On my last trip to Sydney, it was my turn to take out a friend I rarely get a chance to see. We always go to some place different, and since I'm out of touch with Sydney now, every place is chosen at her suggestion. On a previous trip, we had gone to Neil Perry's XO, and I must say that, though Perry gets slagged for being a brown-noser to the R & F, I had the best meal I've ever had at a restaurant with pretensions (though XO was slumming it for Perry compared to his high-end joints).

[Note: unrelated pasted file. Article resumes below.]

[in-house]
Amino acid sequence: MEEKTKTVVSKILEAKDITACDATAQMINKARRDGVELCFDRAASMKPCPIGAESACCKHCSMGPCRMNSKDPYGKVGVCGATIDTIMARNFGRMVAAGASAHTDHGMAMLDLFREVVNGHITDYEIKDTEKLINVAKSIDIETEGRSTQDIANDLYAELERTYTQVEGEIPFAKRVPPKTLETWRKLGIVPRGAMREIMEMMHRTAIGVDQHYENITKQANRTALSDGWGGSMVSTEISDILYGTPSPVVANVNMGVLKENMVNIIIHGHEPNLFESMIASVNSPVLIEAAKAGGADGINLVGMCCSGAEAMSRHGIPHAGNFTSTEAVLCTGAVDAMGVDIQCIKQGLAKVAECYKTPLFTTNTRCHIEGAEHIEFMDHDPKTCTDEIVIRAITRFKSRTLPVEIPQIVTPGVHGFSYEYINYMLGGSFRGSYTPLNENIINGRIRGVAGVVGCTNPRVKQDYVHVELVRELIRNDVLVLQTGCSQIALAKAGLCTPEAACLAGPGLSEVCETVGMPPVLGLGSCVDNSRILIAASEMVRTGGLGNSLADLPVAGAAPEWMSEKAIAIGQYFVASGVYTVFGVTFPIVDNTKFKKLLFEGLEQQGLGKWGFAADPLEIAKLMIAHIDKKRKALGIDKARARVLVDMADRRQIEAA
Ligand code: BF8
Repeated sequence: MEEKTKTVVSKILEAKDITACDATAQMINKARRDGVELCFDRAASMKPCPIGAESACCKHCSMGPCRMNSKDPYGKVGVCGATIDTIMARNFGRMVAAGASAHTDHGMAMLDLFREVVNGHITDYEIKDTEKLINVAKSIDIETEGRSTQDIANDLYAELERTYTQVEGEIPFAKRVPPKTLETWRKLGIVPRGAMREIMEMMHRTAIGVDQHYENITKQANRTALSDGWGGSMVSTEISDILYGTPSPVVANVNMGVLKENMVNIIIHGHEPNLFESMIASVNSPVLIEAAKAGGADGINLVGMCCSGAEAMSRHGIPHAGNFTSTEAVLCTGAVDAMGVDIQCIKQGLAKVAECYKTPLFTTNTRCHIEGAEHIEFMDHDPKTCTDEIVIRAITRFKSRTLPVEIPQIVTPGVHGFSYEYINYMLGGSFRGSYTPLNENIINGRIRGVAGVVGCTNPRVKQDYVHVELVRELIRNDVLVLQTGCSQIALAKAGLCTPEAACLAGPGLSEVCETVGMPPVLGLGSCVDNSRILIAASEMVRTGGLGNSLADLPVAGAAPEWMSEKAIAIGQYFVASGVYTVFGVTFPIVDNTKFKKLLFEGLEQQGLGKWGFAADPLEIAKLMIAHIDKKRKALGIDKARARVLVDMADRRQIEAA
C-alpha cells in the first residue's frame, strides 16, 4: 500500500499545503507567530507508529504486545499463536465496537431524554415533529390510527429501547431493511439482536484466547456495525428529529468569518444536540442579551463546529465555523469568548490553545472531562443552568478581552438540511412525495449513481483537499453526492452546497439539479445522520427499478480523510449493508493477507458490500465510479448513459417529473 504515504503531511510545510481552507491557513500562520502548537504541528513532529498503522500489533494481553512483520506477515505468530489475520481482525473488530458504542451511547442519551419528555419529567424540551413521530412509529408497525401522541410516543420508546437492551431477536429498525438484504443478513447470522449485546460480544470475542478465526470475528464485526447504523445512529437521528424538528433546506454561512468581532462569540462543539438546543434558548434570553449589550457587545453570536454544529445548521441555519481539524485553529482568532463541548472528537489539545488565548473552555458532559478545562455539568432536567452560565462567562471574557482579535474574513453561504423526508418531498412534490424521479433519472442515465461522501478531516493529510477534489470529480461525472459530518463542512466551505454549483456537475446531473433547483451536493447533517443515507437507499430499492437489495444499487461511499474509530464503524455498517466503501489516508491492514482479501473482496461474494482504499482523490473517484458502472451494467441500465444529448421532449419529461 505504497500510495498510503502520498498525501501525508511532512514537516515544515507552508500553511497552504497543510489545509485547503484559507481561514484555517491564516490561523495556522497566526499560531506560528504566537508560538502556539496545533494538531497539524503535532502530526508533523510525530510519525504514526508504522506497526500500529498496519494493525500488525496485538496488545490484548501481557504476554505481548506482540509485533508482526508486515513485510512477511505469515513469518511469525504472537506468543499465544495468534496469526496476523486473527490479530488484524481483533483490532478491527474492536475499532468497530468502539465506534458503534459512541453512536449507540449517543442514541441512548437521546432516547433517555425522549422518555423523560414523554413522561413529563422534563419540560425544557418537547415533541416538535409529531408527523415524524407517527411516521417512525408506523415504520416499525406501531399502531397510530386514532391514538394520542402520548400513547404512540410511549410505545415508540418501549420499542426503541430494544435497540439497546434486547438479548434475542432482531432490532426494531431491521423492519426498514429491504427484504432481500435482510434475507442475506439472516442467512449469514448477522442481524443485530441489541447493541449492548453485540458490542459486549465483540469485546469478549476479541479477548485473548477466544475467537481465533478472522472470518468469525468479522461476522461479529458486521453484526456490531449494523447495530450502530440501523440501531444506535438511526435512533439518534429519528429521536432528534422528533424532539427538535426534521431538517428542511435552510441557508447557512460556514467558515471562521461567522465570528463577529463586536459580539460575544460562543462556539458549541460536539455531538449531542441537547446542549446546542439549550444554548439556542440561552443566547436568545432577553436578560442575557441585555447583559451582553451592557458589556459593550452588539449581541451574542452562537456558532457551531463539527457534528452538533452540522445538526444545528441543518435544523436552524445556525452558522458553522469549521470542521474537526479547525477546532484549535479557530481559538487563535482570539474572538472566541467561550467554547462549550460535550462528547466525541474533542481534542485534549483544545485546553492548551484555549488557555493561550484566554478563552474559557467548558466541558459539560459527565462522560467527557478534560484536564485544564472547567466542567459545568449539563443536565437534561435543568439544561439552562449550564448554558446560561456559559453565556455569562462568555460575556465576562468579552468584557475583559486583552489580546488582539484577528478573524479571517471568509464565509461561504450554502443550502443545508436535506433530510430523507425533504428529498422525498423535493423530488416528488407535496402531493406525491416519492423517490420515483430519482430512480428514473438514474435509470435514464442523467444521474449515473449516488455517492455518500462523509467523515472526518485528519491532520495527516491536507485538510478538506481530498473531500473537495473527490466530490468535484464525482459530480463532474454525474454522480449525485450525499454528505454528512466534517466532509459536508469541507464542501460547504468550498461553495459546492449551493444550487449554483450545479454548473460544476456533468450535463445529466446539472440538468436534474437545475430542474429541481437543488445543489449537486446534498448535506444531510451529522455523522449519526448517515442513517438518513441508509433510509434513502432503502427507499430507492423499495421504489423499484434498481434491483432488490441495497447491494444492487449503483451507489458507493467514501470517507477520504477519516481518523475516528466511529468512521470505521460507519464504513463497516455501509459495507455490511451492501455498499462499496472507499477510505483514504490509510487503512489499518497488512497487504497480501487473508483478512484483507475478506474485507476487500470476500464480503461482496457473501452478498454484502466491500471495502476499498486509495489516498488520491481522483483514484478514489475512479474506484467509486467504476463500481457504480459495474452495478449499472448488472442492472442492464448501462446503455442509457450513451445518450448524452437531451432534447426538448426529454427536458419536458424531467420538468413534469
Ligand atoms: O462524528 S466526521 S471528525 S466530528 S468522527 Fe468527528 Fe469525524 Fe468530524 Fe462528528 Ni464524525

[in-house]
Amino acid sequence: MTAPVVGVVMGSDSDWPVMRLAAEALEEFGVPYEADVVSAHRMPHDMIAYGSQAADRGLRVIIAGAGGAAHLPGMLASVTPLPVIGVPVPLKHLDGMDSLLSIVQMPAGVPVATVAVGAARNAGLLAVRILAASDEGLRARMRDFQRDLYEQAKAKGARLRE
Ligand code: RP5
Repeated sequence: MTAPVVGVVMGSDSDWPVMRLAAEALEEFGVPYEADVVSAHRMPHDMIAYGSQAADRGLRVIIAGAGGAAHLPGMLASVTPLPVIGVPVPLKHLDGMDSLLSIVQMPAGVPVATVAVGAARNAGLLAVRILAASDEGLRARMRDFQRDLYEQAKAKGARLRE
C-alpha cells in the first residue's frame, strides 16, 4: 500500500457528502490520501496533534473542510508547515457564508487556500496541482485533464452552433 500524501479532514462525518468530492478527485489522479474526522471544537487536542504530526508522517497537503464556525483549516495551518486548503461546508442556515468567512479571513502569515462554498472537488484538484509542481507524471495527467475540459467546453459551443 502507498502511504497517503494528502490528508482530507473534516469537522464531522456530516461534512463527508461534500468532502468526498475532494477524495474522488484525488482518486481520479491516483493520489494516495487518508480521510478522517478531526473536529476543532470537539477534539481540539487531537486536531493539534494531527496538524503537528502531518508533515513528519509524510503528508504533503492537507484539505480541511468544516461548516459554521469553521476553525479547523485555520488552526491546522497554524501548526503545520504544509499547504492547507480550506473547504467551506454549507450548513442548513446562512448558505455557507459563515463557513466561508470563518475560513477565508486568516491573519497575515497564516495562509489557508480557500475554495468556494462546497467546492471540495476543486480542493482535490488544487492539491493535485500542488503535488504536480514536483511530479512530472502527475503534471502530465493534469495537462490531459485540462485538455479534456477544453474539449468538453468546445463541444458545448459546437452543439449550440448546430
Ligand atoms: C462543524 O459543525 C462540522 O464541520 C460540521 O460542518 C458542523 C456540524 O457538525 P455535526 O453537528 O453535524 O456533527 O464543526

The service was as brisk, cheery and non-intrusive as at an American diner. And the food was – magic, that personal magic that very rarely occurs, but when it does, is unforgettable – an exact recreation of something wonderful and thought to be lost, remembered from childhood. In this case, the food in the very un-upmarket Railroad Hotel, Tainan, Taiwan. Not everything, but enough of it to flood my mouth with nostalgia. And what didn't do that was a pleasure in other ways. The sticky rice dessert was almost as perfect as the top dessert I've ever had in a restaurant, the incomparable ma'amoul* in the Lebanese House Restaurant in Russell Street, Melbourne. This little cake or big cookie was served warm and fragrant as it should be, and the cup of coffee with it was exactly right, down to (to my taste) the perfect amount of cardamom. And with both, the glass of cold water, not any of your bottled mineral waters, but a glass of cold water, unasked for. This ma'amoul was made in the restaurant, and would have been excellent cold, but the serving of it warm, the coffee with it and the water with them both makes a mockery of the most famed and expensive restaurants in the world. Service and quality can always beat them when someone cares, as at a place like the Lebanese H0use, you are more valued, and when someone cares in the kitchen, the ambience beats those swankeries, too. A great restaurant makes you feel relaxed.